Am I the only one outraged by the man drowning his cat because it had bitten and scratched his fiancee? (7-31, A6, “No charges after cat is drowned”)
And to put the cat in a cat carrier and hold it under water is totally insane. What a horrible way to die.
Obviously, the man should never have owned any animal. Most cats are shy and like only their owners. Maybe the fiancee held the cat, and the cat didn’t want to be held.
Whatever the scenario, this is no way for an animal to die. Where is the compassion for a living, breathing animal?
May the man and his fiancee have a wonderful life.
Over the last two or three months, I have had many an occasion to contact Deffenbaugh Industries concerning being tailgated by their multi-ton trash-collection trucks.
This practice is not only illegal but also life-threatening, and I consider it improper because I drive in what is said to be the slow traffic lane.
Yet, though I drive 55 mph, they pull up behind me and stay there for miles at a time. I fear for not only my life, but I am usually transporting my wife and one or two of my grandchildren.
I have this feeling that I may not be the only person who has been in this situation. If you have been, or if you find yourself in this predicament, the number of the vehicle and the phone number to Deffenbaugh Industries are prominently displayed on the truck.
Call Deffenbagh and say you do not appreciate being placed in a life-threatening situation like this.
Any traffic-related death is one too many, but any that could be avoided is just morally wrong.
A wreck could be financially devastating to Deffenbaugh Industries, but perhaps the company does not care.
Charles M. Gonzalez
An airline’s computer problems this summer pointed out that all businesses that are dependent on the Internet should make backup plans in case their access to the Internet is down.
Our enemies are certain to be trying to do anything to jam the Internet, such as swamping it with garbage information.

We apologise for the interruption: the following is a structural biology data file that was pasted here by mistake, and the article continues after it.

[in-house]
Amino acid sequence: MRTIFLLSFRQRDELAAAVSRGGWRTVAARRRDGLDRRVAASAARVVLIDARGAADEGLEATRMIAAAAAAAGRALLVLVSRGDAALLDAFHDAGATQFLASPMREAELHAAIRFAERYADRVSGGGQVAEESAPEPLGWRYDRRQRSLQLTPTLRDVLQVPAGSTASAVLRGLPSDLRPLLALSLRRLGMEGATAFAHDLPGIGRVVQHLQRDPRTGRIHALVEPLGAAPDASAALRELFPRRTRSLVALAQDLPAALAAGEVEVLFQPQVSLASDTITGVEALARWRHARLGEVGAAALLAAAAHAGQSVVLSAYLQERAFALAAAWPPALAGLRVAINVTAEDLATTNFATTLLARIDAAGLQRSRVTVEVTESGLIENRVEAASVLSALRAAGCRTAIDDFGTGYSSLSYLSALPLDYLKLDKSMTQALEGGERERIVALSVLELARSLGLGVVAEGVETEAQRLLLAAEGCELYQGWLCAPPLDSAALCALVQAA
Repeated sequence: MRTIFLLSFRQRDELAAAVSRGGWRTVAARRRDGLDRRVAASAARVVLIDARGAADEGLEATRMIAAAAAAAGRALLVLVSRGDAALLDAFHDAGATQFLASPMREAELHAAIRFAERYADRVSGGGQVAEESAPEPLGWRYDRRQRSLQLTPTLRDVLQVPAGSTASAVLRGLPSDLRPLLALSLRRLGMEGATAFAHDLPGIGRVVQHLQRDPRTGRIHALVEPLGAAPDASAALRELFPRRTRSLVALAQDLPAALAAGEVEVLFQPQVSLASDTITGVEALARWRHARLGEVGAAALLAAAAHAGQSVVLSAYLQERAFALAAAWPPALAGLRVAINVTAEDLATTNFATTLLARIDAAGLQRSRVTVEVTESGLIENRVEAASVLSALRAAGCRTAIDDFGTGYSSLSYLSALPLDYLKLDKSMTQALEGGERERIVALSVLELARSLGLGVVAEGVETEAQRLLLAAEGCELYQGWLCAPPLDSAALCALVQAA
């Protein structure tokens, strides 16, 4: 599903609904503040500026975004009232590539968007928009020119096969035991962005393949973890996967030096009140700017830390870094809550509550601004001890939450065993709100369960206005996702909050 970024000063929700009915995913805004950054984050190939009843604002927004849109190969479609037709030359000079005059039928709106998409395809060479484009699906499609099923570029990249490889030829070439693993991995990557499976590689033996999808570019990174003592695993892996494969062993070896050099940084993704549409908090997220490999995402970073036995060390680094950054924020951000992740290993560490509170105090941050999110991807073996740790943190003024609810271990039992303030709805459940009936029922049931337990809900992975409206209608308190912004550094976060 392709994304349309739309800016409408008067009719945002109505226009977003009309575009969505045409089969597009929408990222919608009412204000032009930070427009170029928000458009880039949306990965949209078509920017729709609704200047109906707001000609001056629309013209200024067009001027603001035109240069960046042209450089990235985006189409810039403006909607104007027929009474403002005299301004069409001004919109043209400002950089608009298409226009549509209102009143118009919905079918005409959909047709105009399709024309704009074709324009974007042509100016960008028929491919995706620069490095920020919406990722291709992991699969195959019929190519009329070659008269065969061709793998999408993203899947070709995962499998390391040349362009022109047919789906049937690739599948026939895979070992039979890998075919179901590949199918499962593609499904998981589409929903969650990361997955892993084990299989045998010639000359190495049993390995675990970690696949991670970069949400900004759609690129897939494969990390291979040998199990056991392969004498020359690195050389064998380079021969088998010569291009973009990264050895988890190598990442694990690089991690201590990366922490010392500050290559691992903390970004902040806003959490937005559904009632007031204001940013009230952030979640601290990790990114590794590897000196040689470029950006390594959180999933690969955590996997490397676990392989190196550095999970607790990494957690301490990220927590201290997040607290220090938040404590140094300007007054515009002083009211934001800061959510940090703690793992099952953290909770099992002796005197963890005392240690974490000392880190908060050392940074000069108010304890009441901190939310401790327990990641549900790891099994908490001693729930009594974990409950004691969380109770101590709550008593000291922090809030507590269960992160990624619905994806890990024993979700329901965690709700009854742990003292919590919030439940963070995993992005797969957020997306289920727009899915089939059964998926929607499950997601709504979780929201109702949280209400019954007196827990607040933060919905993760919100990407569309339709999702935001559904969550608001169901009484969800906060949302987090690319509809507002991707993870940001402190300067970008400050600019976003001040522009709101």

Disabling the Internet would completely cripple our economy and would be the ultimate in terrorism. Plans should be made for (gasp) hard-copy operations that would be instantly available.
This would certainly be slower but far better than being completely down.
Whether Charles Gusewelle’s work is memorable, like that of another son of Missouri, Mark Twain, only time will tell. But one of his latest pieces underscores their shared affinity for members of the cat kingdom and an antipathy toward live animal experimentation.
In an 1884 letter to his nephew, writing of his household in Hartford, Conn., Twain observes, “Some people scorn a cat and think it not an essential, but the Clemens tribe are not of these.”
Twain was also strongly opposed to vivisection, the practice of medical experimentation and demonstration on live animals.
He asserted in a letter to the London Anti-Vivisection Society in 1899: “The pains which it inflicts upon unconsenting animals is the basis of my enmity towards it. ... It is so distinctly a matter of feeling with me, is so strongly and so deeply rooted in my make and constitution, that I am sure I could not even see a vivisector vivisected with anything more than a qualified satisfaction.”
The reader is free to decide whether these shared attitudes are a reflection of shared talents.
It is surprisingly easy and tempting to express one’s self (as I am doing) in this electronic wonderland about great and not-so-great and meaningful and less-so matters that affect us while the daily news is replete with what many consider throwaway items about hundreds of deaths and thousands of lives endangered in remote — to us — parts of the world.